Regular exercise protects against future depression
Regardless of intensity, exercising regularly during leisure time is protective against future depression but not anxiety, according to a recent study.
Individuals who underwent regular leisure-time exercise were more likely to have decrease incidence of future depression but not anxiety. This protective effect usually occurred at low levels of exercise and was observed in any intensity.
With the assumption of a causal relationship, the population attributable fraction suggested that 12 percent of future cases of depression could have been prevented if all participants had engaged in at least 1 hour of physical activity weekly after adjustment for confounders.
A small proportion of the protective effect could be explained by the social and physical health benefits of exercise. On the other hand, it appeared that previously proposed biological mechanisms, such as alterations in parasympathetic vagal tone, had no role in explaining the protective effect against depression, according to the authors.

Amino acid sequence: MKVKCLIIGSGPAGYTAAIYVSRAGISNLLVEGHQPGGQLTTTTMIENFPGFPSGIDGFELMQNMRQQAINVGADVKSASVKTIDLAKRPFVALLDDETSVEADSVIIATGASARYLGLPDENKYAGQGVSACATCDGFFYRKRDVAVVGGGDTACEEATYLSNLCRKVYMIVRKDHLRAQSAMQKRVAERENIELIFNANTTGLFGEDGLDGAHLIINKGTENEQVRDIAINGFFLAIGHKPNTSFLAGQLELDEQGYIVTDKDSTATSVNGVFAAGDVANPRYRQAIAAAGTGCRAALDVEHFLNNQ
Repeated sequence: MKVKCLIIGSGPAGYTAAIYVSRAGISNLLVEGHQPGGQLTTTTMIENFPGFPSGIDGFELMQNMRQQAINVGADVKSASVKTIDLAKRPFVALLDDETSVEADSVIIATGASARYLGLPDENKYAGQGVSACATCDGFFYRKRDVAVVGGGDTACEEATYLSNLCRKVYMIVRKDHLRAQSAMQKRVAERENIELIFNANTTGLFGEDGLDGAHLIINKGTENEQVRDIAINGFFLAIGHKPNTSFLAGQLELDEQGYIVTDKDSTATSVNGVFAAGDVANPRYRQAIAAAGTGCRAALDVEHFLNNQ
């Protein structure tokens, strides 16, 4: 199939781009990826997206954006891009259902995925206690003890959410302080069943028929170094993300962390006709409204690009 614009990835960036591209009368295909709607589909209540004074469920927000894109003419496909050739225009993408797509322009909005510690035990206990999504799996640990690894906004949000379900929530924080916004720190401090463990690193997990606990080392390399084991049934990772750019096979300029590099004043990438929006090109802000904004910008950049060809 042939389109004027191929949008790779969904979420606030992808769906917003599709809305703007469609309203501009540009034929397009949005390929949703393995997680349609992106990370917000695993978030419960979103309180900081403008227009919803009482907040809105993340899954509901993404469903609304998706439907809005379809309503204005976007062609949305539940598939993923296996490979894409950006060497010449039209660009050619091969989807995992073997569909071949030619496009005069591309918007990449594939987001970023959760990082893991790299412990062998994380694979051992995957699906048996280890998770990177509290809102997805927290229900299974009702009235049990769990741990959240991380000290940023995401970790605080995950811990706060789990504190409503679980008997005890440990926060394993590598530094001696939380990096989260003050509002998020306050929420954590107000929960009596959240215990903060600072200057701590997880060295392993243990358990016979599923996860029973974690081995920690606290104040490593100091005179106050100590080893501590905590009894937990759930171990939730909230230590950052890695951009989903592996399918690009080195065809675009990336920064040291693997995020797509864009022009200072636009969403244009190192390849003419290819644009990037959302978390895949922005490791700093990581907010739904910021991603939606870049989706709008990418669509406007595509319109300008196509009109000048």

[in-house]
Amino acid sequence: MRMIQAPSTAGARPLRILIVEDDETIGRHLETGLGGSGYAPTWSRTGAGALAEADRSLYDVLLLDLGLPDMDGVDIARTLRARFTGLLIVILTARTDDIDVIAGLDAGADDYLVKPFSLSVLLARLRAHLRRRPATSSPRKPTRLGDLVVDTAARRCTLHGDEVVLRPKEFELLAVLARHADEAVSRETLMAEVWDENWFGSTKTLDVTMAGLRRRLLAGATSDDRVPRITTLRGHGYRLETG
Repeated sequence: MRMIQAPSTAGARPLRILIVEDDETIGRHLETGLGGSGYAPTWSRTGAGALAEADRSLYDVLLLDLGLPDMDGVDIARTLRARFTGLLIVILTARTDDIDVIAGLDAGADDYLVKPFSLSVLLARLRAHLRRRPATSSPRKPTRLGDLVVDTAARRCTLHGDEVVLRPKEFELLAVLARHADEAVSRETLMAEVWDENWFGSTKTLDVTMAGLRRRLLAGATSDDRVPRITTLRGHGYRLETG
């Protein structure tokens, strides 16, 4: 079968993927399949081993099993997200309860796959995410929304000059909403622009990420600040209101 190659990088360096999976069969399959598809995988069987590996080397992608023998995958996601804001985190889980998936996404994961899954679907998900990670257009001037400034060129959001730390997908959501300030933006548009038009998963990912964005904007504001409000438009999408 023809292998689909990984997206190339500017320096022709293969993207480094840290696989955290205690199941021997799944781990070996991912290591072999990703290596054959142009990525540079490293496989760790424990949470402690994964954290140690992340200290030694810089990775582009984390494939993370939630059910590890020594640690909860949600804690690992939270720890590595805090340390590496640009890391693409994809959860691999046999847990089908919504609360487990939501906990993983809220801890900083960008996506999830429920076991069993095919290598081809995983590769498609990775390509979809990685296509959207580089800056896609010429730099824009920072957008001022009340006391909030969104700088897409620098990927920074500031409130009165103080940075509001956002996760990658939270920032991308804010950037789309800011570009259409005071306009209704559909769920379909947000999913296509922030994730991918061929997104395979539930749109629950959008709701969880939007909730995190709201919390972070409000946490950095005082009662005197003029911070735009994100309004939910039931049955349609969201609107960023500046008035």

“Relatively modest changes in population levels of exercise may have important public mental health benefits and prevent a substantial number of new cases of depression,” they said.
The present study aimed to determine whether exercise provides protection against new-onset depression and anxiety, the intensity and amount of exercise needed to achieve protection, and the mechanisms that bring about any association.
The authors prospectively followed for 11 years a “healthy” cohort of 33,908 adults, selected based on having no symptoms of common mental disorder or limiting physical health conditions. They collected validated measures of exercise, depression, anxiety and a range of potential confounding and mediating factors.